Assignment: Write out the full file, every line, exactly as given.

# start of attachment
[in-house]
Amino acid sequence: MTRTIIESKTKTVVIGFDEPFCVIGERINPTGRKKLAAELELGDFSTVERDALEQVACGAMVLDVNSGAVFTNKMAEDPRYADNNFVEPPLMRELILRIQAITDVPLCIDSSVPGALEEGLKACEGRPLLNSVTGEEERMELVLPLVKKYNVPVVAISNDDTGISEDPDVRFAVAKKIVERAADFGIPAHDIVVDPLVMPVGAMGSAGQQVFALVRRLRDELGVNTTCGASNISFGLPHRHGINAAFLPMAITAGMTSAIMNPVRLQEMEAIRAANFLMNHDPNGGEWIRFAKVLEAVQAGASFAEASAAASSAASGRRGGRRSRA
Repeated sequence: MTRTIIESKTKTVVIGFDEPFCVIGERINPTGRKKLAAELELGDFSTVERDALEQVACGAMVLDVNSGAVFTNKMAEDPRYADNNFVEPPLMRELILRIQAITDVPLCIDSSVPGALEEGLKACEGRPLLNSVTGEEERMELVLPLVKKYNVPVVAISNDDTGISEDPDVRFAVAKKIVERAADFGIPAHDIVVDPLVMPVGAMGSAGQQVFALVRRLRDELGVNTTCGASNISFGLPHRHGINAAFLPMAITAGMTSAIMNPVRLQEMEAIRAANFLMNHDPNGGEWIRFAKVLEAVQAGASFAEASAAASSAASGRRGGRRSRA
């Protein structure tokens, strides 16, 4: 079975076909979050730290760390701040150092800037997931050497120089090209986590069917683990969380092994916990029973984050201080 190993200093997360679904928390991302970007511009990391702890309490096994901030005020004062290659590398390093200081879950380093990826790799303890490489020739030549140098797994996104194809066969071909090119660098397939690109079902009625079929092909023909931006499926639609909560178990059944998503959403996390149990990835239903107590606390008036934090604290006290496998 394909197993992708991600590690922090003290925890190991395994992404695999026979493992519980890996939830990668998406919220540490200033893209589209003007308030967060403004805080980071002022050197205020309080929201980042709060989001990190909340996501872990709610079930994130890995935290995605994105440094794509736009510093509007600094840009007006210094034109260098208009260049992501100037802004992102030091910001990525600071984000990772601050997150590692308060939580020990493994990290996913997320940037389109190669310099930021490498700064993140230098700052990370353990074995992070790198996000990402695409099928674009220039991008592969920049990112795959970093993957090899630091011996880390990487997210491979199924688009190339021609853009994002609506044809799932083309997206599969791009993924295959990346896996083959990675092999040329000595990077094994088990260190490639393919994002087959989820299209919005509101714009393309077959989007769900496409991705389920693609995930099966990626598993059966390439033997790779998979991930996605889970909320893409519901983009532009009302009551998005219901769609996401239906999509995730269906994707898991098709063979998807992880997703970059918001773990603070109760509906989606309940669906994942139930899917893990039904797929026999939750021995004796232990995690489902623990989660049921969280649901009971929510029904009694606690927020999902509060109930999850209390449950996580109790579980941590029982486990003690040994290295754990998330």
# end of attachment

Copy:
[in-house]
Amino acid sequence: MTRTIIESKTKTVVIGFDEPFCVIGERINPTGRKKLAAELELGDFSTVERDALEQVACGAMVLDVNSGAVFTNKMAEDPRYADNNFVEPPLMRELILRIQAITDVPLCIDSSVPGALEEGLKACEGRPLLNSVTGEEERMELVLPLVKKYNVPVVAISNDDTGISEDPDVRFAVAKKIVERAADFGIPAHDIVVDPLVMPVGAMGSAGQQVFALVRRLRDELGVNTTCGASNISFGLPHRHGINAAFLPMAITAGMTSAIMNPVRLQEMEAIRAANFLMNHDPNGGEWIRFAKVLEAVQAGASFAEASAAASSAASGRRGGRRSRA
Repeated sequence: MTRTIIESKTKTVVIGFDEPFCVIGERINPTGRKKLAAELELGDFSTVERDALEQVACGAMVLDVNSGAVFTNKMAEDPRYADNNFVEPPLMRELILRIQAITDVPLCIDSSVPGALEEGLKACEGRPLLNSVTGEEERMELVLPLVKKYNVPVVAISNDDTGISEDPDVRFAVAKKIVERAADFGIPAHDIVVDPLVMPVGAMGSAGQQVFALVRRLRDELGVNTTCGASNISFGLPHRHGINAAFLPMAITAGMTSAIMNPVRLQEMEAIRAANFLMNHDPNGGEWIRFAKVLEAVQAGASFAEASAAASSAASGRRGGRRSRA
């Protein structure tokens, strides 16, 4: 079975076909979050730290760390701040150092800037997931050497120089090209986590069917683990969380092994916990029973984050201080 190993200093997360679904928390991302970007511009990391702890309490096994901030005020004062290659590398390093200081879950380093990826790799303890490489020739030549140098797994996104194809066969071909090119660098397939690109079902009625079929092909023909931006499926639609909560178990059944998503959403996390149990990835239903107590606390008036934090604290006290496998 394909197993992708991600590690922090003290925890190991395994992404695999026979493992519980890996939830990668998406919220540490200033893209589209003007308030967060403004805080980071002022050197205020309080929201980042709060989001990190909340996501872990709610079930994130890995935290995605994105440094794509736009510093509007600094840009007006210094034109260098208009260049992501100037802004992102030091910001990525600071984000990772601050997150590692308060939580020990493994990290996913997320940037389109190669310099930021490498700064993140230098700052990370353990074995992070790198996000990402695409099928674009220039991008592969920049990112795959970093993957090899630091011996880390990487997210491979199924688009190339021609853009994002609506044809799932083309997206599969791009993924295959990346896996083959990675092999040329000595990077094994088990260190490639393919994002087959989820299209919005509101714009393309077959989007769900496409991705389920693609995930099966990626598993059966390439033997790779998979991930996605889970909320893409519901983009532009009302009551998005219901769609996401239906999509995730269906994707898991098709063979998807992880997703970059918001773990603070109760509906989606309940669906994942139930899917893990039904797929026999939750021995004796232990995690489902623990989660049921969280649901009971929510029904009694606690927020999902509060109930999850209390449950996580109790579980941590029982486990003690040994290295754990998330």